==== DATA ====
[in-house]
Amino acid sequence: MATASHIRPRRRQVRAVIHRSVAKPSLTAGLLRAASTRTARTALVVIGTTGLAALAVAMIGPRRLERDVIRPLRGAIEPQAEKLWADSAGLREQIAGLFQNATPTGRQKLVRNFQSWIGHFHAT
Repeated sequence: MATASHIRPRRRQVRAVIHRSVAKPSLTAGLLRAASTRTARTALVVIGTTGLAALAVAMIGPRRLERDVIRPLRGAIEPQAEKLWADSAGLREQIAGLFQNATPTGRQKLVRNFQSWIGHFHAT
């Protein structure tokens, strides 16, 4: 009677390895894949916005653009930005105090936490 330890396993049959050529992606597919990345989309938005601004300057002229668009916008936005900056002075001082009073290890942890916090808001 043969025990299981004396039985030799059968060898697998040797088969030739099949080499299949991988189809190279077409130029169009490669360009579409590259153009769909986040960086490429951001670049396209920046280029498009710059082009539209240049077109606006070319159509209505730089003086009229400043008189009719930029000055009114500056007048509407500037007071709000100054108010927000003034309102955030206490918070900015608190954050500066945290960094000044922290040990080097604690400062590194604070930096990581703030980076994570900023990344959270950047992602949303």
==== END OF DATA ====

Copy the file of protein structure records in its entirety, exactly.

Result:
[in-house]
Amino acid sequence: MATASHIRPRRRQVRAVIHRSVAKPSLTAGLLRAASTRTARTALVVIGTTGLAALAVAMIGPRRLERDVIRPLRGAIEPQAEKLWADSAGLREQIAGLFQNATPTGRQKLVRNFQSWIGHFHAT
Repeated sequence: MATASHIRPRRRQVRAVIHRSVAKPSLTAGLLRAASTRTARTALVVIGTTGLAALAVAMIGPRRLERDVIRPLRGAIEPQAEKLWADSAGLREQIAGLFQNATPTGRQKLVRNFQSWIGHFHAT
């Protein structure tokens, strides 16, 4: 009677390895894949916005653009930005105090936490 330890396993049959050529992606597919990345989309938005601004300057002229668009916008936005900056002075001082009073290890942890916090808001 043969025990299981004396039985030799059968060898697998040797088969030739099949080499299949991988189809190279077409130029169009490669360009579409590259153009769909986040960086490429951001670049396209920046280029498009710059082009539209240049077109606006070319159509209505730089003086009229400043008189009719930029000055009114500056007048509407500037007071709000100054108010927000003034309102955030206490918070900015608190954050500066945290960094000044922290040990080097604690400062590194604070930096990581703030980076994570900023990344959270950047992602949303």